with cd(env.hosts_path):
run('drush pm-enable %s' % module)
run('drush clear-cache all')

But what about Drush?

Now some may point out that Drush and many Drush extensions can also accomplish some of this. And that's very true. There are a couple factors that personally draw me to use Fabric though: not every project may have Drush or Drupal available (you may even be working on a non-Drupal site of all things!). Now you have a single interface for running commands across all of your projects. Also, many of the same tasks you create for one project can be used with systems like Jenkins or cron or just other scripts that may need to use an SSH connection. And of course, if you have multiple servers in your production or developments environments, you can run the same task on all of them using Fabric, instead of one at a time. The possibilities are not limited of course to what I've demonstrated here and you can use them with systems outside of a normal PHP/MySQL stack.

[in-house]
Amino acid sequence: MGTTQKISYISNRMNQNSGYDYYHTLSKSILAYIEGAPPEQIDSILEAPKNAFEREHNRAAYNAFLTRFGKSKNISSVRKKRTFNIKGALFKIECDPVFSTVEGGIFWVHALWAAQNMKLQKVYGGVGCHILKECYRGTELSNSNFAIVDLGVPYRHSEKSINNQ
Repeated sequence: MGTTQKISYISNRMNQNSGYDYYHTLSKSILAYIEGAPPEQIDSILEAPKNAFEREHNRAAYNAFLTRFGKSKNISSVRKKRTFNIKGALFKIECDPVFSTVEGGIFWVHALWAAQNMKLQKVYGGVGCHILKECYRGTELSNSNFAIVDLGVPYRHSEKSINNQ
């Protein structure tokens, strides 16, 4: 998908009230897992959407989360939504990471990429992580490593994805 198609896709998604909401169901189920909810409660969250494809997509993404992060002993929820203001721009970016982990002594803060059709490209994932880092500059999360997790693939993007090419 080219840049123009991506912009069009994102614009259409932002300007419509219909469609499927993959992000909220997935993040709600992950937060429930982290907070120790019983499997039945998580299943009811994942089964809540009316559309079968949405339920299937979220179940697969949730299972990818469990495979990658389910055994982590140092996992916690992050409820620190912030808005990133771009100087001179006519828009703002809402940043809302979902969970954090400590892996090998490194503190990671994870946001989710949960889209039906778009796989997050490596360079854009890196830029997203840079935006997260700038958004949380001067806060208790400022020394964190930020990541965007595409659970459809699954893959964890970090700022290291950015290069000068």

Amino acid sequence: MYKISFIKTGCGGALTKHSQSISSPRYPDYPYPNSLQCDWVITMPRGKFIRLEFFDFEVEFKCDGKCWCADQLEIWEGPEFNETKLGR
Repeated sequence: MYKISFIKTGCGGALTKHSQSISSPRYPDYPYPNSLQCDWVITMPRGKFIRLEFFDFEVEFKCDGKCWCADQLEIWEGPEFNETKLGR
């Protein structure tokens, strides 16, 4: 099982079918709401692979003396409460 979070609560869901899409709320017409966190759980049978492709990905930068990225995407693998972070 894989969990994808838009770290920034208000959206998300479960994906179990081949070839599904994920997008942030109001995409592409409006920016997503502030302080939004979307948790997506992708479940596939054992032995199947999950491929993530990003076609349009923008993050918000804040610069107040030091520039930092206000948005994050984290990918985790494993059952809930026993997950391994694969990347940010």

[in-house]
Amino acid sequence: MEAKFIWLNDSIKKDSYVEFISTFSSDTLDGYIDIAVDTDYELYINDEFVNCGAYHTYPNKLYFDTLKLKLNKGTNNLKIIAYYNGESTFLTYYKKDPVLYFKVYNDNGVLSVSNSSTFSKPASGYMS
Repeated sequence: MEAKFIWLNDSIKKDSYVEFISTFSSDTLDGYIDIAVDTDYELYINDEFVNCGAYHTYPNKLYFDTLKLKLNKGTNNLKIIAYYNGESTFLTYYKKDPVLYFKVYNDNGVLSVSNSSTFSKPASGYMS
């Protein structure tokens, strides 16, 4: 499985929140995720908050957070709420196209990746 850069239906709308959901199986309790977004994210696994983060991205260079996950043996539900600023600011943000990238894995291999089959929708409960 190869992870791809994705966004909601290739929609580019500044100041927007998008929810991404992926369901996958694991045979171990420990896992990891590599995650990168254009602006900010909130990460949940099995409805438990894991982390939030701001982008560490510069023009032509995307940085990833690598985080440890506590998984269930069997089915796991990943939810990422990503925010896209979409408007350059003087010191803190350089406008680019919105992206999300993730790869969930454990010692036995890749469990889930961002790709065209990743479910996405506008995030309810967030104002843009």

Check out Fabric and see what it can help with in your development processes! [Less]
Posted about 2 years ago
Measuring how much sales are generated from an email campaign becomes easy with Commerce MailChimp module. It connects your Drupal Commerce store to MailChimp, giving you intelligence about how certain email campaigns are performing. You can use that ... [More] information to create messages that seemlessly fit the needs of your customer. In general the more you're able to meet customer needs the healtier your business will be, so let's have a look at how we do that.

MailChimp campaign ROI with Drupal Commerce